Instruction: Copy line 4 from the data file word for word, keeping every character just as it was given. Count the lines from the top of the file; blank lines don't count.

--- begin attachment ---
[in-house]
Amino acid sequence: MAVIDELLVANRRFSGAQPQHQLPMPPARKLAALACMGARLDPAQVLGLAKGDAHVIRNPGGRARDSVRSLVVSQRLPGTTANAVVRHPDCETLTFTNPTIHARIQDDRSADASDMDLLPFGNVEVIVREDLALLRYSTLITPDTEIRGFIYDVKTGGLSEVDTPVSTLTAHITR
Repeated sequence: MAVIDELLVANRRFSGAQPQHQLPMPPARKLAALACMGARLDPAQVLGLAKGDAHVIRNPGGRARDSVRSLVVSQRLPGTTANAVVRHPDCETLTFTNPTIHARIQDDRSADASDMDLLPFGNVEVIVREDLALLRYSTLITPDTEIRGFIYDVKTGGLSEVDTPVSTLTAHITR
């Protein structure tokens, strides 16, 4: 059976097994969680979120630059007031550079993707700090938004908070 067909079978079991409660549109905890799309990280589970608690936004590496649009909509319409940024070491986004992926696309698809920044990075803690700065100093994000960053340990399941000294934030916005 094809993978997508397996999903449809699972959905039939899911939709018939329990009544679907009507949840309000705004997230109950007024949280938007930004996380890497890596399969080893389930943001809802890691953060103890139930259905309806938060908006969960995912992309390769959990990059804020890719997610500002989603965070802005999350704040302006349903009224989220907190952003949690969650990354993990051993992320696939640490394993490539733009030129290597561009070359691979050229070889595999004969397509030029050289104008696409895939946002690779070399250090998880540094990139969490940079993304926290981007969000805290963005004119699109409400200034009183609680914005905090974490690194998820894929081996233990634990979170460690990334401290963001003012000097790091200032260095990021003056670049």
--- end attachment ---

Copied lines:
């Protein structure tokens, strides 16, 4: 059976097994969680979120630059007031550079993707700090938004908070 067909079978079991409660549109905890799309990280589970608690936004590496649009909509319409940024070491986004992926696309698809920044990075803690700065100093994000960053340990399941000294934030916005 094809993978997508397996999903449809699972959905039939899911939709018939329990009544679907009507949840309000705004997230109950007024949280938007930004996380890497890596399969080893389930943001809802890691953060103890139930259905309806938060908006969960995912992309390769959990990059804020890719997610500002989603965070802005999350704040302006349903009224989220907190952003949690969650990354993990051993992320696939640490394993490539733009030129290597561009070359691979050229070889595999004969397509030029050289104008696409895939946002690779070399250090998880540094990139969490940079993304926290981007969000805290963005004119699109409400200034009183609680914005905090974490690194998820894929081996233990634990979170460690990334401290963001003012000097790091200032260095990021003056670049």